in Abingdon New Testament Commentaries

by C. Freeman Sleeper

5 Rank Score: 5.3 from 2 reviews, 1 featured collections, and 0 user libraries
Pages 152 pages
Publisher Abingdon Press
Published 1998
ISBN-13 9780687058167
Sleeper's lucid exposition of James restores this often neglected work to its rightful place in the Christian canon. Carefully charting the verbal structures and argument of the letter, he demonstrates that it is a coherent piece of moral teaching intended to encourage the development of Christian character, not just a collection of disparate maxims. As he guides the reader through the letter's basic themes, Sleeper is attentive to its echoes in the Old Testament, Hellenistic Jewish wisdom literature, and sayings of Jesus, as well as to its affinities with other Christian writings. Moreover, he shows that the author's understanding of God and of human nature provides a significant theological foundation for practical wisdom about the Christain moral life.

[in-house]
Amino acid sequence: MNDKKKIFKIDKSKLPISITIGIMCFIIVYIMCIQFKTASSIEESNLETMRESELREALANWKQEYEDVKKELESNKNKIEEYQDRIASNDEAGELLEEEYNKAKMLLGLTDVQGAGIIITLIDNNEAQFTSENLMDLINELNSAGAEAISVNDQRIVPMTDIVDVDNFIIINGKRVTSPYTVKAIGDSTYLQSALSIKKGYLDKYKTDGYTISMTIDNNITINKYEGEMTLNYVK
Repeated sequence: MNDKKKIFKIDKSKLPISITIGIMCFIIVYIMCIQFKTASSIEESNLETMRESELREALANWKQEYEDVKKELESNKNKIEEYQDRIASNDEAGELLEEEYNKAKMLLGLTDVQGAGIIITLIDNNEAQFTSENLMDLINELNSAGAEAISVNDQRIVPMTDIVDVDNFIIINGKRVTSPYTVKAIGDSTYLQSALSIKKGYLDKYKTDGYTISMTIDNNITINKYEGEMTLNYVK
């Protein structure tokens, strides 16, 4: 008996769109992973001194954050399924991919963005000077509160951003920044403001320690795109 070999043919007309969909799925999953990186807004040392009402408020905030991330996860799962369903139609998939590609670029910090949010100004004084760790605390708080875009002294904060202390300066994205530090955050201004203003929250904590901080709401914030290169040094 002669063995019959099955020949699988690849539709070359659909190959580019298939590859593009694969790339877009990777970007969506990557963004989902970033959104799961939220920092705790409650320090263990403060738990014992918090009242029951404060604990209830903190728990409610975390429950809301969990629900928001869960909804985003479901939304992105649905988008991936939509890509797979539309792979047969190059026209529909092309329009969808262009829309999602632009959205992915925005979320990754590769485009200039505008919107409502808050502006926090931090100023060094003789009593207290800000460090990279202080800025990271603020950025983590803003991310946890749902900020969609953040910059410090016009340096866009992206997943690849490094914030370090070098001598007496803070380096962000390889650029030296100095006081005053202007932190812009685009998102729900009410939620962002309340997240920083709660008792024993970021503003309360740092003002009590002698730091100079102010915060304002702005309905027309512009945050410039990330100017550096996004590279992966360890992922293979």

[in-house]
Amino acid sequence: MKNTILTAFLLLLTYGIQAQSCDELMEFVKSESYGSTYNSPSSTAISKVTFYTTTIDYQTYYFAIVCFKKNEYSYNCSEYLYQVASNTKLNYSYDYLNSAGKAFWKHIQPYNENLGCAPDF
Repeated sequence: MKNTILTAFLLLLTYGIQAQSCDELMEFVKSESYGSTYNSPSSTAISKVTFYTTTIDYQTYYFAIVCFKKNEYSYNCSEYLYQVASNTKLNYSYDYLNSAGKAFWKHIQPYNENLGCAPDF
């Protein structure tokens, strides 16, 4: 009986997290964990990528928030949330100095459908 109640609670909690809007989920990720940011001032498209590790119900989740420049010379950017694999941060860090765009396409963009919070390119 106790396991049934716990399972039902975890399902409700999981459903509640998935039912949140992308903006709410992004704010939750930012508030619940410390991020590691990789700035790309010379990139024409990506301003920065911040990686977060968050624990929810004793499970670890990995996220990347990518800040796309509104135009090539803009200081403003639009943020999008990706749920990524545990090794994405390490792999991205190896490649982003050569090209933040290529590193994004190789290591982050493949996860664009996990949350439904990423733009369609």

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The Abingdon New Testament Commentaries series (ANTC) aims to provide “compact, critical commentaries” that assume no knowledge of Greek for theological students and, secondarily, for upper-level college students and church leaders (“Foreword,” by general editor V. P. Furnish, p. 9). C. Freeman Sleeper’s slim volume on James functions well within these strictures, presenting a treatment of the introductory issues and the commentary proper, as well as a select bibliography and index of subjects, all within 152 pages. The twenty-nine-page introduction is organized under five headings: “Literary Issues”; “The Letter in Its Literary Context” (which deals with the thought-world of James through an exploration of its points of contact with the canonical and extracanonical Jewish and Christian literature); “The Letter in Its Social Context” (i.e., intended audience); “Authorship and Dating”; and “Themes in the Letter.” James is presented as a protreptic discourse (i.e., a “general call to a life of virtue”), written in the style of a diatribe and in the form of a letter (16-18). After its epistolary salutation, the text falls into three major sections: introduction (1:2-27), main body (2:1-5:6), and conclusion (5:7-20). Apart from this broad outline, Sleeper finds no “logical progression” in James (20); the letter appears rather to consist of “notes, in random order, on several topics” (19). The text is likened to “a lot of loose beads strung together,” with the various themes presented in the introductory section (Sleeper counts sixteen) picked up and elaborated at random points elsewhere in the letter. The intended audience is described as “Jewish Christians living outside Judea” (cf. 1:1), and perhaps especially in Alexandria, “who were familiar with the Greco-Roman moral tradition” (31-32). The majority of them were poor (see, e.g., 33). [Full Review]